In a soldering process the assemblies seeks to minimize the amount of free energy. The weight of the chip compresses the spring formed by the surface of the liquid bump. In order to establish the final height of the assembly one has to find the minimum of the equation:
where E0 is the surface energy of the unperturbed situation. Fc is the stiffness or force constant of the bump. M is the mass of the component and g is the gravitational constant. The height parameter dK is used for the deviation of the unperturbed equilibrium distance K. Through differentiation on obtains:
It is now the task to derive a suitable expression for the force constant Fc. This can be done in two ways:
A. From the definition
where S(H) is the free surface of the bump and 𝛾 is the surface energy.
The free surface can be calculated if one uses the contour y(z) of an elliptical bump:
It can be shown that the surface S(H) is then given by:
which, after some calculations can be written as:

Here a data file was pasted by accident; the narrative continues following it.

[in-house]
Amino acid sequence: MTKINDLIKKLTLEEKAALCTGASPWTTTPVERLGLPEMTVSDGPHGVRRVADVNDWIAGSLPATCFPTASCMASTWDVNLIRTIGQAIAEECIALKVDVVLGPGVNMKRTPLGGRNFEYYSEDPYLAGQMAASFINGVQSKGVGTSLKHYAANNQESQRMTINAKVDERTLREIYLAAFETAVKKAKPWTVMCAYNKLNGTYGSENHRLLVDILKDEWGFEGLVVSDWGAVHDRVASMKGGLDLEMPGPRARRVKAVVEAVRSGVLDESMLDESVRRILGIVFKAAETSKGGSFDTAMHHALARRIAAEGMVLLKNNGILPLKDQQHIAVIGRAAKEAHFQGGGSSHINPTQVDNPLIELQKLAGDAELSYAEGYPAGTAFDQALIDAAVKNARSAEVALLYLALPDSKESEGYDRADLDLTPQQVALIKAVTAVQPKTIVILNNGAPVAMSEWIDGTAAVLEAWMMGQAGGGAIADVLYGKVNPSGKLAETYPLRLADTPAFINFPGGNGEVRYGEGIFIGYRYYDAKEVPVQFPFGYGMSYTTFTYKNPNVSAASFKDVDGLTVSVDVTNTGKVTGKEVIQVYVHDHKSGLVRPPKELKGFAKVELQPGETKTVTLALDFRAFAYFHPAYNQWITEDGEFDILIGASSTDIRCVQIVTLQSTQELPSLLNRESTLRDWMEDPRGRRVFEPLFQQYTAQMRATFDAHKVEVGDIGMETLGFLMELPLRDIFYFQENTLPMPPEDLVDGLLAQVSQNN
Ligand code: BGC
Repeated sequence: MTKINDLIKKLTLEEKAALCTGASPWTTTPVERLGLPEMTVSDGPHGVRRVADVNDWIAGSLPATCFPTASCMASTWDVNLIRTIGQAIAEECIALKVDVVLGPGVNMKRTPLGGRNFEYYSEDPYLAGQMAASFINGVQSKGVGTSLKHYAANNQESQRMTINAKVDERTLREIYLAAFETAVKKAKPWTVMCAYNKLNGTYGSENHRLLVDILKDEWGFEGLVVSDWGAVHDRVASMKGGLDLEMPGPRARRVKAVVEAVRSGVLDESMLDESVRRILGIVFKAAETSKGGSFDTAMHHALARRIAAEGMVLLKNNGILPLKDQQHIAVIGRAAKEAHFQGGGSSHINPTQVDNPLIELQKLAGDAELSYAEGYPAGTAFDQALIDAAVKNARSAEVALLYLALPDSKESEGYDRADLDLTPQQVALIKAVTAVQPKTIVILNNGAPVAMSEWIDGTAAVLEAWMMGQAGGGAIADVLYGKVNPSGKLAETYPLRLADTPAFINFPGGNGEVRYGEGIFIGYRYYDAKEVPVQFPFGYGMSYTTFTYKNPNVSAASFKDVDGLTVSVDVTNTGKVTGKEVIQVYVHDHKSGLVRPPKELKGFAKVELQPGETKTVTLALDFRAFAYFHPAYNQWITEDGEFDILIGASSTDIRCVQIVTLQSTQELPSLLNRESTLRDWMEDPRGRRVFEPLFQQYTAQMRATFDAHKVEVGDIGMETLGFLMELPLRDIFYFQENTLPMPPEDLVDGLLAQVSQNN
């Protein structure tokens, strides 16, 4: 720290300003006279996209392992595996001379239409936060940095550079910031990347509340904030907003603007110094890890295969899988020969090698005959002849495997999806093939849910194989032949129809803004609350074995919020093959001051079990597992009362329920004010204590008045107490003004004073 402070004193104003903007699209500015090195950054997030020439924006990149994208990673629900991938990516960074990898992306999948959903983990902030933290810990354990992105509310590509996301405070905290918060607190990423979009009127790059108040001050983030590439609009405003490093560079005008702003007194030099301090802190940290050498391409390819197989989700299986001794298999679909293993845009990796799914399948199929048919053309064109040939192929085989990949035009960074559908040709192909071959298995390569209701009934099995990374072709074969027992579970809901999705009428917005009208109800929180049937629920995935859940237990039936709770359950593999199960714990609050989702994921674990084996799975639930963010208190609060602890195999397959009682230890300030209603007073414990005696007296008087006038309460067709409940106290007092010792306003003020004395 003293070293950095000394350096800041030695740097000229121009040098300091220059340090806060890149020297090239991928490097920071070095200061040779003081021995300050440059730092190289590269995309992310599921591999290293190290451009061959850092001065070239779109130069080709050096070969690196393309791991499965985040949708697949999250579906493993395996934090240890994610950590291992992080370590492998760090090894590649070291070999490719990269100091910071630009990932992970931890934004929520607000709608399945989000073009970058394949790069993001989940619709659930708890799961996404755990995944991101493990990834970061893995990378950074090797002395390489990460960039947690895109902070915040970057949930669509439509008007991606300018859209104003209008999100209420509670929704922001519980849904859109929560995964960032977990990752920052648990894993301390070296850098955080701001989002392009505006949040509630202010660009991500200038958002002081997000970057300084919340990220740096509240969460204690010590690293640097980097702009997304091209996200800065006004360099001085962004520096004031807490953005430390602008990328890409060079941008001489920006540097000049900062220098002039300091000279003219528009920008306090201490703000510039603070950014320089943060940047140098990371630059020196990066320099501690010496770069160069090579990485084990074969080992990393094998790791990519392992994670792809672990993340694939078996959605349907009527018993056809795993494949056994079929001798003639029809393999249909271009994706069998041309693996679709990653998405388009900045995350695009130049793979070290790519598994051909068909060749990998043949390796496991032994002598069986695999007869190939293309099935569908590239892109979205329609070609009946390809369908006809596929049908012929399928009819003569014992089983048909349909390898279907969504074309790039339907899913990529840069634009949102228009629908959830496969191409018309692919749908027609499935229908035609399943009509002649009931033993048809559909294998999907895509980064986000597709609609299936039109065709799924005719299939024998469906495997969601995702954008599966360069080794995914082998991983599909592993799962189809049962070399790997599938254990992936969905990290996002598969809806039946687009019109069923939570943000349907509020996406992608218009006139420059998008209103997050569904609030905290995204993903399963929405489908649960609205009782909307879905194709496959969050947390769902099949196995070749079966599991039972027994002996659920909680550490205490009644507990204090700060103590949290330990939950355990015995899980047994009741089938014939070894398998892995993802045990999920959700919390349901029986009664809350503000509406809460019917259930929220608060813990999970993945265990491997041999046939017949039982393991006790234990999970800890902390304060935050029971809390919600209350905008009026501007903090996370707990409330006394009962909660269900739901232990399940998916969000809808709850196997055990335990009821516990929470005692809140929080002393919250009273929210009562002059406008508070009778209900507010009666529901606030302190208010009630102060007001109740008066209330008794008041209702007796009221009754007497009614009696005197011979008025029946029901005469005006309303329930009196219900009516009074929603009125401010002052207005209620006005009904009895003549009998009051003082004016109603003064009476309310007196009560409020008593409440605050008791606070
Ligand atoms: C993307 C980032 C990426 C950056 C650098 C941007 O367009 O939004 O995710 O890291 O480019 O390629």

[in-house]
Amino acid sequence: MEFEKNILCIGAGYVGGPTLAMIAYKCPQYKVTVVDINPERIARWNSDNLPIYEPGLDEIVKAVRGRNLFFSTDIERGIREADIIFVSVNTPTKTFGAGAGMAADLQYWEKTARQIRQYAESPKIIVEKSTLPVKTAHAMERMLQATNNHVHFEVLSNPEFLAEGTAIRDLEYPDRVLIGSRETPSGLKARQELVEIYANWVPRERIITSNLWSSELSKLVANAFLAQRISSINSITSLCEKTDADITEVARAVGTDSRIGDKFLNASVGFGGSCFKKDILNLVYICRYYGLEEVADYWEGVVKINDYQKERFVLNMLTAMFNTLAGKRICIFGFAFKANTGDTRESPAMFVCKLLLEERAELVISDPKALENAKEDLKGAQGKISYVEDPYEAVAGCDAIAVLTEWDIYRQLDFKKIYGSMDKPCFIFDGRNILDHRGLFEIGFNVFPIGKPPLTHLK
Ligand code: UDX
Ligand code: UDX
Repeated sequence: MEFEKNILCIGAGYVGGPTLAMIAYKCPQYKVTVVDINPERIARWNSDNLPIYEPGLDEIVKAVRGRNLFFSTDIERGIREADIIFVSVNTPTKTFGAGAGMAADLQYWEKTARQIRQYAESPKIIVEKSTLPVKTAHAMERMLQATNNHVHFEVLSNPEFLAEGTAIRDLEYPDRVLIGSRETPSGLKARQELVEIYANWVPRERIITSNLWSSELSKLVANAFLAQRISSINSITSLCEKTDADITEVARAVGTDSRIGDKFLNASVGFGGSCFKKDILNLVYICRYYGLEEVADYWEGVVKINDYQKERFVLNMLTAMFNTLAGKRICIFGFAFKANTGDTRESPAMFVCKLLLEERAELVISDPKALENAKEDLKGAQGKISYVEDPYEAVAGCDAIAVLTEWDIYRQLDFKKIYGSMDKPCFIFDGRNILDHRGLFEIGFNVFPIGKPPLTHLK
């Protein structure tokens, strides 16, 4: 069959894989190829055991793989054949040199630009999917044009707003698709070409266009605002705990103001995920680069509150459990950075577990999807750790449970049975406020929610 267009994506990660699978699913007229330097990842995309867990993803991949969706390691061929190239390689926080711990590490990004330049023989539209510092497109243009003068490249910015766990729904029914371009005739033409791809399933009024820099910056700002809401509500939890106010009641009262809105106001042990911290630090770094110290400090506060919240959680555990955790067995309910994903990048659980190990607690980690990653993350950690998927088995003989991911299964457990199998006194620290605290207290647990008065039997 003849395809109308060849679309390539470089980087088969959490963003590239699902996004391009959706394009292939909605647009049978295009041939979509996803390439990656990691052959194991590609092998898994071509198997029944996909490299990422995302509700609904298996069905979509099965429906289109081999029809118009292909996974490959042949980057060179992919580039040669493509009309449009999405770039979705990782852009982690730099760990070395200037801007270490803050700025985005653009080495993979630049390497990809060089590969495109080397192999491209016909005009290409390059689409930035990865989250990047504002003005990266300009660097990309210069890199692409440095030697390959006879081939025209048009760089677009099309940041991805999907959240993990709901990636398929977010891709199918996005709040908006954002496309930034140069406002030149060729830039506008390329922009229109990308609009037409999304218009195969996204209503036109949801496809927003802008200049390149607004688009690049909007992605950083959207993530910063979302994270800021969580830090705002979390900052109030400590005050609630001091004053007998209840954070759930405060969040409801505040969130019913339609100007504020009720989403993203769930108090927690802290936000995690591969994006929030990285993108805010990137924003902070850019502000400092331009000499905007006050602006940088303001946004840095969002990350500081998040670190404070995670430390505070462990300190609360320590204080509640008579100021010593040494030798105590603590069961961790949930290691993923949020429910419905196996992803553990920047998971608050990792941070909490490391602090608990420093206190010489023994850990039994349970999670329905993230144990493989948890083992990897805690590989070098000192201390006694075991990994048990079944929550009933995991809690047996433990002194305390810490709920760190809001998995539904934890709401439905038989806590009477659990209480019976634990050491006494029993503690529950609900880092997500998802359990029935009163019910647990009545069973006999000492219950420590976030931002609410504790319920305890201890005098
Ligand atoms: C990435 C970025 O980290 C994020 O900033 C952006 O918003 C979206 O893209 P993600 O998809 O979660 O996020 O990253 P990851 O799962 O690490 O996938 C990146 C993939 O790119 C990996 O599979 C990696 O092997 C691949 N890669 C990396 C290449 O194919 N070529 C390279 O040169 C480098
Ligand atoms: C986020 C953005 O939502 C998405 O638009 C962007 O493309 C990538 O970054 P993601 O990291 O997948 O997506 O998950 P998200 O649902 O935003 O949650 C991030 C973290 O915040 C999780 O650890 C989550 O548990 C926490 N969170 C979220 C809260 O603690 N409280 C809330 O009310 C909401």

The factor a can be derived from the conservation of volume:
After substitution of the expression for a, one can do a series expansion of S(H) resulting in the following expression:
From this approach we obtain for the force constant:
where j = p/K.
B. From the force balance at the equator of the bump
When the solder joint is unperturbed, the force stemming from the surface tension is balanced by the hydrostatic pressure:
where 𝛼 is the angle with the normal on the solder pad.
When weight is added a third force comes into play. We the use the full expression for the hydrostatic pressure. urthermore it is realized that the equilibrium will hold for any value of z. Next to that we find that
As a result we find for the balance of forces:
After insertion of the equation for y(z) and substitution of z=0 we find at the equator:
After substitution of the equations for ro and a we obtain in series expansion to first order:
yielding for the force constant Fcb:
Graph of the force constants Fca (green) and Fcb (red) as function of j as derived through methods a and b. For the calculation 𝛾 is given the value of 0.4 Nm.
As can be seen from the graph there is very good agreement between both results.
C. van Veen
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